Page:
Michael Adams showed fine defensive skills to save the third game of his world championship semi-final against Viswanathan Anand. In the diagram position, Adams, playing White, was clearly under pressure. The main threat is 1...Rxf2 2.Kxf2 Bd4+.

Adams countered it with 1.Ne3, but after Anand's 1...Qd2, he seemed to have fallen into a trap. Either 2.Qxc4 or 2.Nxc4 loses to 2...Qxf2+, while 2.Qc2 simply loses a pawn to Qxc2 and Nxb2.

In fact, it was Anand who had fallen into the trap. His 1...Qd2 was met by 2.Nf5!! solving all White's problems at a stroke. After 2...exf5 3.Qxc4+ Kh8 4.exf5 Rxf5 5.Bg3 Qd6 6.Rxe5 Rxe5 7.Bxe5 the players agreed a draw.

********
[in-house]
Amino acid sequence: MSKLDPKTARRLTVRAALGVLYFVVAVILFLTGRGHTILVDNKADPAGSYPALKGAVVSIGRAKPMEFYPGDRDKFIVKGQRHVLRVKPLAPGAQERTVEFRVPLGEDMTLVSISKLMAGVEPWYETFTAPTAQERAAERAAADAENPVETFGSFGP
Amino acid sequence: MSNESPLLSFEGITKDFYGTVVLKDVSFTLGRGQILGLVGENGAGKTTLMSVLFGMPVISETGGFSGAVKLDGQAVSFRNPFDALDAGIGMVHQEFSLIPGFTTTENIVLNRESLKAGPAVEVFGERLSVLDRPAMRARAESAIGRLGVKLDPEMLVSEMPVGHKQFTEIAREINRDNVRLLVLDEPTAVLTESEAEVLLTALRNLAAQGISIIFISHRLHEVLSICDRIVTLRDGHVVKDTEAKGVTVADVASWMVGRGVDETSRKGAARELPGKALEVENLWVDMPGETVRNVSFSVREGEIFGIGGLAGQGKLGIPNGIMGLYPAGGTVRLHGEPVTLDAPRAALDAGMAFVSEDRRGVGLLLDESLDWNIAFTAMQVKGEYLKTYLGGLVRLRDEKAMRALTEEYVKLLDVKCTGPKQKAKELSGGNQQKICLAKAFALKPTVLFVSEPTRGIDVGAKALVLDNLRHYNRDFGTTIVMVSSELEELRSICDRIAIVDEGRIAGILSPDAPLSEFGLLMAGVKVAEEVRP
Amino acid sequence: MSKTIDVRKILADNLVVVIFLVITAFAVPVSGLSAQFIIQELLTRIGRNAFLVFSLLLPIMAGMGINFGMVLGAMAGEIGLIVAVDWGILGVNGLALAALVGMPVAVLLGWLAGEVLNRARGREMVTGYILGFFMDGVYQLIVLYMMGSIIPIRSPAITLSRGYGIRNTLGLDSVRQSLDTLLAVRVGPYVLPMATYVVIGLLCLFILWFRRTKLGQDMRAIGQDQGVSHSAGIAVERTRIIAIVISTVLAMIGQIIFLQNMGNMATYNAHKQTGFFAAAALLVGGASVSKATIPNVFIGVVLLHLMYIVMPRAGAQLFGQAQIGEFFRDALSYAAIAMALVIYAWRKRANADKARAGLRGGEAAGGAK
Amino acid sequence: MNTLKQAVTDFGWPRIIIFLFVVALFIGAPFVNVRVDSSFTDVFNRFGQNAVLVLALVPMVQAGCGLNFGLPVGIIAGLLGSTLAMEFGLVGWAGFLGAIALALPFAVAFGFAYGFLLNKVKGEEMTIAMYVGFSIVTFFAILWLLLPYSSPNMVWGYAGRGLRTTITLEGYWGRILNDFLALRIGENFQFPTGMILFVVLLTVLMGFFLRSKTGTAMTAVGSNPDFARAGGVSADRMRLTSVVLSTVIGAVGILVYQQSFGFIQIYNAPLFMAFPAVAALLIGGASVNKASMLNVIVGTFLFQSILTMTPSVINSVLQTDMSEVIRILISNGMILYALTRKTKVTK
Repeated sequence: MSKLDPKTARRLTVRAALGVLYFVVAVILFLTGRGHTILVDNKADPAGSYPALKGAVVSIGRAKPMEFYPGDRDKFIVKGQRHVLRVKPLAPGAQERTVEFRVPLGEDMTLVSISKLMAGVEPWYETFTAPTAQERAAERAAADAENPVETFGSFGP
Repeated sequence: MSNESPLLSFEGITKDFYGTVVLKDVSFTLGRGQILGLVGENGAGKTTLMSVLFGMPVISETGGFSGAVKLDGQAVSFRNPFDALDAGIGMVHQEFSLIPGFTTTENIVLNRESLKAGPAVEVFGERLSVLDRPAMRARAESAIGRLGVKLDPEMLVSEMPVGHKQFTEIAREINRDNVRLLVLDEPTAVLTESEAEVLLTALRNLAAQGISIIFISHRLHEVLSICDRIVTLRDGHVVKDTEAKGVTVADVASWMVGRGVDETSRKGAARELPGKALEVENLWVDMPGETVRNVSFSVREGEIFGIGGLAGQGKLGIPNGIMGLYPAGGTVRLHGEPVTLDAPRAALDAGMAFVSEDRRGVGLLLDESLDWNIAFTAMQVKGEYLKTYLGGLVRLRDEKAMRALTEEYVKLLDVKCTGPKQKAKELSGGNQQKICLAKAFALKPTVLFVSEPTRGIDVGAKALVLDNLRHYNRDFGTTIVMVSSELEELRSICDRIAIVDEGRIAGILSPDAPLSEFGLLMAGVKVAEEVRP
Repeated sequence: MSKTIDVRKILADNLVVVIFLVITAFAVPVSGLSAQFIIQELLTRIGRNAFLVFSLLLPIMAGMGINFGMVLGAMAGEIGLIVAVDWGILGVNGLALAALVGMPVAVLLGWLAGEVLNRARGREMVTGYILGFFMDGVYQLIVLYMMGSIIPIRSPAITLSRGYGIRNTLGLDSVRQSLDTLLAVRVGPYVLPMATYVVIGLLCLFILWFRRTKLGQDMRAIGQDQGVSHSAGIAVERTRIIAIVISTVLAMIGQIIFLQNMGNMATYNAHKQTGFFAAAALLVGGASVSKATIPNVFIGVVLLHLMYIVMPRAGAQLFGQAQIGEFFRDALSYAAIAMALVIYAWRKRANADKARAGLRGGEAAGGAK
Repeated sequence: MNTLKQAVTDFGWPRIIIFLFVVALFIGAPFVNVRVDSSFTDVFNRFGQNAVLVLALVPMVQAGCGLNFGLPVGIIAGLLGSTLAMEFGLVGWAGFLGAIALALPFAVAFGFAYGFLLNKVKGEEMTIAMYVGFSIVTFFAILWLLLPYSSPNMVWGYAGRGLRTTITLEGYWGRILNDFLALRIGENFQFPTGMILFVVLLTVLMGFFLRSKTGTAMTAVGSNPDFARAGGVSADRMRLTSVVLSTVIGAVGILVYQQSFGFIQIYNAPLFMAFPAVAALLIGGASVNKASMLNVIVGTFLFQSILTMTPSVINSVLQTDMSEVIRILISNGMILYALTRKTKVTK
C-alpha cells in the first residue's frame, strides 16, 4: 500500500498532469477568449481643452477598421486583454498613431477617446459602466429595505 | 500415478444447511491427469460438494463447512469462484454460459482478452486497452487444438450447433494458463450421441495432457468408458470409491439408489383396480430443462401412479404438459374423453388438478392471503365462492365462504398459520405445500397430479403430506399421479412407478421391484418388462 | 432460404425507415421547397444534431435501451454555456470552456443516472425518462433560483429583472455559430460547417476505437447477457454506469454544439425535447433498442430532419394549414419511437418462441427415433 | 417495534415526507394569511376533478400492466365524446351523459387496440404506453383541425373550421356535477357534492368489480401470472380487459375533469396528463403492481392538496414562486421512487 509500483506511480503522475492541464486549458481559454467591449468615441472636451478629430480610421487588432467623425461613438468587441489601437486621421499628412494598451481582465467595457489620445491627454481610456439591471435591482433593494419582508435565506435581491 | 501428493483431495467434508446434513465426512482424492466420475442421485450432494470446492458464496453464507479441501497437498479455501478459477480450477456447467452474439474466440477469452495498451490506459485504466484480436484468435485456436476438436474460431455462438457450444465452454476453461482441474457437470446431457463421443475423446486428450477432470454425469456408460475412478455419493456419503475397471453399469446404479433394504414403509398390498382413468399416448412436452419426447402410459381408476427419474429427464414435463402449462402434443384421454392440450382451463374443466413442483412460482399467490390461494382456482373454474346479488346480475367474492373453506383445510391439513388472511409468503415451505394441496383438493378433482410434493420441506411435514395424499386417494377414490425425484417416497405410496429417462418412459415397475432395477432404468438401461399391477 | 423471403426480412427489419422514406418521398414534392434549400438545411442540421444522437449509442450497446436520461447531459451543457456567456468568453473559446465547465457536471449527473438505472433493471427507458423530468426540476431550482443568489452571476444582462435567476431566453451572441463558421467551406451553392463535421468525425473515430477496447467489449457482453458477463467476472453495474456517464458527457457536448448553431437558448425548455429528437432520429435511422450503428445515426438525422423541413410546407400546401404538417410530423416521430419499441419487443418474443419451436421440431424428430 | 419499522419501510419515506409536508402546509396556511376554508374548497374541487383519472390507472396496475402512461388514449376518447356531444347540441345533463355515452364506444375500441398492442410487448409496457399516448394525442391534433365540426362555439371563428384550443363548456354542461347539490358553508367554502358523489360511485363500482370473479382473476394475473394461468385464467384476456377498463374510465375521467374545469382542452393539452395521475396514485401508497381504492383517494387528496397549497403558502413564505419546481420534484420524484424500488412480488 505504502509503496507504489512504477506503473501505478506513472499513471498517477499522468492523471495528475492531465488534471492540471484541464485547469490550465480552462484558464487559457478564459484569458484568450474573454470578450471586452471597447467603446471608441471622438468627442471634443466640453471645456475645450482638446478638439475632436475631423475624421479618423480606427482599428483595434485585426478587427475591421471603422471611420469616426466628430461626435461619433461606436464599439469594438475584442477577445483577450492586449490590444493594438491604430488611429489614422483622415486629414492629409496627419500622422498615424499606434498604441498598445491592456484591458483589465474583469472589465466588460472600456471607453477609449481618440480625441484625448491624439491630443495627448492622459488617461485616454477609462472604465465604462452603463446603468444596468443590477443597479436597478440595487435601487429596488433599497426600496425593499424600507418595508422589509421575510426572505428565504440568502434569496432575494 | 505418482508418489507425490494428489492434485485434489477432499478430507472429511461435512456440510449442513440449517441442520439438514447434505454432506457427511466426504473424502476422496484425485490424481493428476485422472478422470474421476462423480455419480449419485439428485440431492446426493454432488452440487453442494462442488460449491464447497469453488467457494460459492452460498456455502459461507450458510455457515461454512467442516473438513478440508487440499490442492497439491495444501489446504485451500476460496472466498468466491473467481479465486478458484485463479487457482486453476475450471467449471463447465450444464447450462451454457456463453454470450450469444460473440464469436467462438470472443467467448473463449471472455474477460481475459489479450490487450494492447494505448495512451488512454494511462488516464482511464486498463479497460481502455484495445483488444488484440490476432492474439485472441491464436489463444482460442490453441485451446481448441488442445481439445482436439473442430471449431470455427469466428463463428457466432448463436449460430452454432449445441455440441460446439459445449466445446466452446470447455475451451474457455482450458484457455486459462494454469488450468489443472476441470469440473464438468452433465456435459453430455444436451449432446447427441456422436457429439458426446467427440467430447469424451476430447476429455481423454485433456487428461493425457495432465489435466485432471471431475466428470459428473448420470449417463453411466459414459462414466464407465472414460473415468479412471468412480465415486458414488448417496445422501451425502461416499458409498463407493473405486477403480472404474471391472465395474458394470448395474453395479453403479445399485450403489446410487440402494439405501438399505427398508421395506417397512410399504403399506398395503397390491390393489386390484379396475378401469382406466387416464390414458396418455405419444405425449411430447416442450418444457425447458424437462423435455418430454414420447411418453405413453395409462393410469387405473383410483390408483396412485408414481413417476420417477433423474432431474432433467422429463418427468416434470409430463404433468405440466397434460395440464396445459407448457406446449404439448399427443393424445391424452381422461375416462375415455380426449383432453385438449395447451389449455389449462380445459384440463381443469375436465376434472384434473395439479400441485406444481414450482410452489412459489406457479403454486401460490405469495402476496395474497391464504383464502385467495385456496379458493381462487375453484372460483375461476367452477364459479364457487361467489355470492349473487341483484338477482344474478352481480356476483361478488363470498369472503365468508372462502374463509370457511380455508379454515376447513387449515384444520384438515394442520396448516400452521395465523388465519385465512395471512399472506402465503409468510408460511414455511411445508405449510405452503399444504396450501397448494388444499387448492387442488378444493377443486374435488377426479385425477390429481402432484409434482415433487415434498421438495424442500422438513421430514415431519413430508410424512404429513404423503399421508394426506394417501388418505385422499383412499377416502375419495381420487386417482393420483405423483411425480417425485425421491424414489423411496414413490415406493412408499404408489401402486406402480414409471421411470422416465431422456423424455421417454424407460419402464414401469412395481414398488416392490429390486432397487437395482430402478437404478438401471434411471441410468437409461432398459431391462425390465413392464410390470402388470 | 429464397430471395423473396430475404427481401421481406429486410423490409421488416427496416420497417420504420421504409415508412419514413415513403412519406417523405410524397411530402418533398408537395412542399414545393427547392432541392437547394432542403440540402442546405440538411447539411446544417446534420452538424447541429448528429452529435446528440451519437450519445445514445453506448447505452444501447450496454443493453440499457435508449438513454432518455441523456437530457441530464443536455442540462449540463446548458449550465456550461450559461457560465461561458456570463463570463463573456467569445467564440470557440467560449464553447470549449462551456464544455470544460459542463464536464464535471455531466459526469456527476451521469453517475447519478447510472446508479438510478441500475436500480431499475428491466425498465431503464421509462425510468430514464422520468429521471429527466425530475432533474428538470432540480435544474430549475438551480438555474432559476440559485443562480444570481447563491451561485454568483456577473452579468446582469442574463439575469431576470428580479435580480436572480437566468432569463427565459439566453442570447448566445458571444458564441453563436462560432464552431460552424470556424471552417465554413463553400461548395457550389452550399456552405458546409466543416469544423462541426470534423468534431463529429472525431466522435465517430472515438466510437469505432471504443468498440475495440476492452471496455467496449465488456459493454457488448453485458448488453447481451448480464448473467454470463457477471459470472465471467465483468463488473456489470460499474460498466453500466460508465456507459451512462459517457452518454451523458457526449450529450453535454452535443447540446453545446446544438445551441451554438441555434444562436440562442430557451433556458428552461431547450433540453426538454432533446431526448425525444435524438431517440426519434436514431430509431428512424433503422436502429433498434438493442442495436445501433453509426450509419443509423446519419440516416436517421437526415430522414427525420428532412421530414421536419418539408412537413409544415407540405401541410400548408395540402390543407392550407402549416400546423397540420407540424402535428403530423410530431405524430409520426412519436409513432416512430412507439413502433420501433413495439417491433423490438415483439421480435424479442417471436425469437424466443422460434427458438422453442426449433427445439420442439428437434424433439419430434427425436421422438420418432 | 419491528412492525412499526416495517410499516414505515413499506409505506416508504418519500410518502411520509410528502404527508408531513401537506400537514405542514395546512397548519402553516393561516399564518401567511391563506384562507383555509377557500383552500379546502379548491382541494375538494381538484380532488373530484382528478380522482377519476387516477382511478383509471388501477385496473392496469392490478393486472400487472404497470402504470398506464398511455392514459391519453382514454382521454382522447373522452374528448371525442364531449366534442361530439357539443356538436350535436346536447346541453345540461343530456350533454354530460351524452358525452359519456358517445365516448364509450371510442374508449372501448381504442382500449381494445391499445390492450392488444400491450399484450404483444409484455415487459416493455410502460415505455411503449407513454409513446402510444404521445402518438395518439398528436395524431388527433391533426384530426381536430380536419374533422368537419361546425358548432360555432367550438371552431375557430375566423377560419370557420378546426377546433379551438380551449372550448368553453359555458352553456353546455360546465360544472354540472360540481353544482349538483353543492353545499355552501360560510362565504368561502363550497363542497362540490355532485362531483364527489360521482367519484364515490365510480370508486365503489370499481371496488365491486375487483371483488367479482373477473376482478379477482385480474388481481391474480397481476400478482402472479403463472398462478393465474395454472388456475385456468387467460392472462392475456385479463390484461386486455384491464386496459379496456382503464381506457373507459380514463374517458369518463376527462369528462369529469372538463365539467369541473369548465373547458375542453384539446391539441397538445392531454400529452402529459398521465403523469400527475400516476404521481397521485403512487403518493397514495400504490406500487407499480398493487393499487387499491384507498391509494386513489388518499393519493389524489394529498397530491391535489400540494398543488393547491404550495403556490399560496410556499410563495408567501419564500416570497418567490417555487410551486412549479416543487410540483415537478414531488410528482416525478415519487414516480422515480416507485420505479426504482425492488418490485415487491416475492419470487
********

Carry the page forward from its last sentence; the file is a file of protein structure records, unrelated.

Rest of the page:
Adams missed his chance when he overlooked 2.Nf5. Instead of 1...Qd2, he should have played 1...Bd4! when 2.cxd4 loses the queen, 2.Nxc4 loses to Bxf2+, and 2.Qxd4 Qxd4 3.Nxd4 Bxf2+ is no better. White's only chance is 2.Ng4, but after 2...Bxf2+ 3.Nxf2 Qg3 4.Re2 Ne3 5.Qxe6+ Kg7 6.Qe7+ Rf7 7.Nh1 Qf4 Black is winning. A narrow escape for Adams.